Selling homemade food is fairly simple in Ohio. Home-based business owners do not need permits to get started, and Ohio imposes no cap on annual gross revenue. Ohio’s Pure Food and Drug Law, updated in 2009 and 2016, allows inspectors from the Ohio Department of Agriculture to sample homemade products to ensure proper labeling.
Ohio cottage food types
Many states regulate “cottage food,” meaning food made in a home kitchen for sale. Unlicensed cottage food producers in Ohio may sell non-potentially hazardous foods, meaning foods that do not require special storage for safe consumption. Examples include baked goods like breads and cookies, candy, honey, syrup, pies, jams, jellies, dry seasoning blends, and granola.
Ohio cottage food venues
Ohio cottage food producers may sell their products in many different venues. Cottage food may be sold directly from the producer to the consumer both online and in-person at community events and at farmers’ markets. Ohio cottage food may also be sold wholesale at grocery stores and restaurants, as restaurants are permitted to use homemade ingredients. Ohio does not permit interstate sales of cottage food.
Ohio cottage food labeling
Ohio cottage food must be labeled with the name of the product, the name and address of the cottage food producer’s business, the ingredients in decreasing order of prevalence by weight, the net weight of the product, and the statement: “This product is home produced” in 10-point font or larger. If a nutritional claim is made about the product, a nutritional facts panel must be included on the label.
Ohio home bakeries
In addition to laws governing the production of cottage food, which does not require a permit, Ohio has legislation governing home bakeries, which allows cottage food producers to sell more products than are covered by the cottage food law but imposes stricter regulations on the sale of these products. The Ohio Home Bakery Law allows cottage food producers to sell certain perishable baked goods and non-baked products, including cream pies and filled baked goods. All cottage food producers who wish to sell items that fall under the Home Bakery Law are required to get a Home Bakery License and undergo a kitchen inspection. Cottage food producers who wish to sell items covered by the Home Bakery Law are prohibited from using commercial equipment and keeping pets indoors at any time. Baked goods covered by the Home Bakery Law are subject to the same labeling requirements as all other cottage foods. If a baked good requires refrigeration, the statement: “Keep Refrigerated” must be included on the label. Additionally, though the state of Ohio issues Home Bakery Licenses, cottage food producers must still obtain licenses from local authorities to sell foods at farmers’ markets that fall under the Home Bakery Law. More information about the Home Bakery Law can be found here…
Ohio cottage food facts
Myths about cottage food abound. Here are the facts:
- Cottage food is safe. Critics who talk about the risk of food-borne illness give hypothetical examples of what could go wrong because real-world cases are rare or nonexistent.
- Cottage food is local. When neighbors trade with neighbors, money stays in the local economy.
- Cottage food is transparent. People who buy from a cottage food producer know what they get. If they have questions about ingredients, sourcing or safety, they can ask.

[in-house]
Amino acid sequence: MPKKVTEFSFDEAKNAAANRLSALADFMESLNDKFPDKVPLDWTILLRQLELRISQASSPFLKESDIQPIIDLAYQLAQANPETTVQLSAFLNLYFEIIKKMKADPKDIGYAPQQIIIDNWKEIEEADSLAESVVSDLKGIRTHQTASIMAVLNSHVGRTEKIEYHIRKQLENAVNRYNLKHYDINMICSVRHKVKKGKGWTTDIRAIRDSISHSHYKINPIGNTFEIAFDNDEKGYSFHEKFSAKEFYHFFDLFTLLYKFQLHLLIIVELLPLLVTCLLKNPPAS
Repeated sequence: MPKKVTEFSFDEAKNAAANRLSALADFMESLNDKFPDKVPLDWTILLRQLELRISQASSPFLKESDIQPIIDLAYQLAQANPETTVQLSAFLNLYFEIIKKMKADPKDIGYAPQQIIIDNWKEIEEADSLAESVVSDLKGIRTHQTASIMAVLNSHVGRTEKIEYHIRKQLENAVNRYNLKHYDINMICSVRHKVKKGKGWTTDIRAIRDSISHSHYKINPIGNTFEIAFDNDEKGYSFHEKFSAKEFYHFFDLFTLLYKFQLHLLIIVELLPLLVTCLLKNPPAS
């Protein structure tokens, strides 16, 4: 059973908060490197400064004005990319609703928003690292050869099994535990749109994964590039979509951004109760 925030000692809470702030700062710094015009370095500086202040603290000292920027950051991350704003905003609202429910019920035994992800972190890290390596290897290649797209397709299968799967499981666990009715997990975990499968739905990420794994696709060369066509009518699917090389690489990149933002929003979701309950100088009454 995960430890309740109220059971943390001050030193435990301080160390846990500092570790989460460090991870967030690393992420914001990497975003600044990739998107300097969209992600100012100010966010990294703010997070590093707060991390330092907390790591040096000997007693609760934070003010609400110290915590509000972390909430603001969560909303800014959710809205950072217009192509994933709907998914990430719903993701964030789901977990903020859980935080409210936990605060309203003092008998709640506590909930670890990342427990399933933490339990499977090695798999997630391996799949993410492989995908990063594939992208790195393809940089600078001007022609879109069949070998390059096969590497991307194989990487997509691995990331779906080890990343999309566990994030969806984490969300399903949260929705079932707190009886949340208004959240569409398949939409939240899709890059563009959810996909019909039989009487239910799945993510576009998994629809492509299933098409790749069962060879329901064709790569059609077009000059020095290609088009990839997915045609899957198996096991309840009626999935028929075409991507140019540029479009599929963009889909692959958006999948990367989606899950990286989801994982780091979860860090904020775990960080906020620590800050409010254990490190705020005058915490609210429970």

- Cottage food creates jobs. Many homemade food producers use their income to provide for their families. Others seek a secondary or supplemental income.
- Cottage food empowers women. IJ cottage food research shows that most cottage food producers are women, and many live in rural areas with limited economic opportunity.
- Cottage food expands consumer choice. Some stores simply don’t sell what you want. This is especially true if you have a gluten-free, peanut-free, halal, kosher or vegan diet. Cottage food fills market gaps, giving consumers more options.
Ohio cottage food resources
As part of its Food Freedom Initiative, the Institute for Justice provides a variety of resources for home bakers and other food entrepreneurs. These include:
- Model Food Freedom Act from the Institute for Justice guides activism efforts at state capitols nationwide.
- Flour Power: How Cottage Food Entrepreneurs Are Using Their Home Kitchens to Become Their Own Bosses surveys 775 cottage food producers in 22 states about what their businesses mean to them.
- Ready to Roll highlights nine lessons from the Institute for Justice’s cottage food victory in Wisconsin.
- The Attack on Food Freedom examines the impact of regulations on farmers, chefs, artisans, restaurateurs, food truck operators and others.
Tell your Ohio story
Is government violating your homemade food freedom in Ohio? Do you have a potential case for IJ? Get started here…
Support Ohio legislation
Help expand cottage food laws in Ohio by teaming with the Institute for Justice. Send an email with your name, background information and availability to get started…
Defending homemade food freedom nationwide
People have a right to earn an honest living without arbitrary and excessive government interference. Since 2013, the Institute for Justice has defended home bakers and chefs as part of its Food Freedom Initiative. Read about IJ’s nationwide food freedom advocacy…
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All information, content, and materials available on this site are for general informational purposes only and does not constitute legal advice. Statutes, regulations, and processes are subject to change at any time, and specific facts and circumstances could alter how they are applied. If you have questions about the regulation of cottage foods in your jurisdiction, we recommend consulting a lawyer who can help you navigate the process.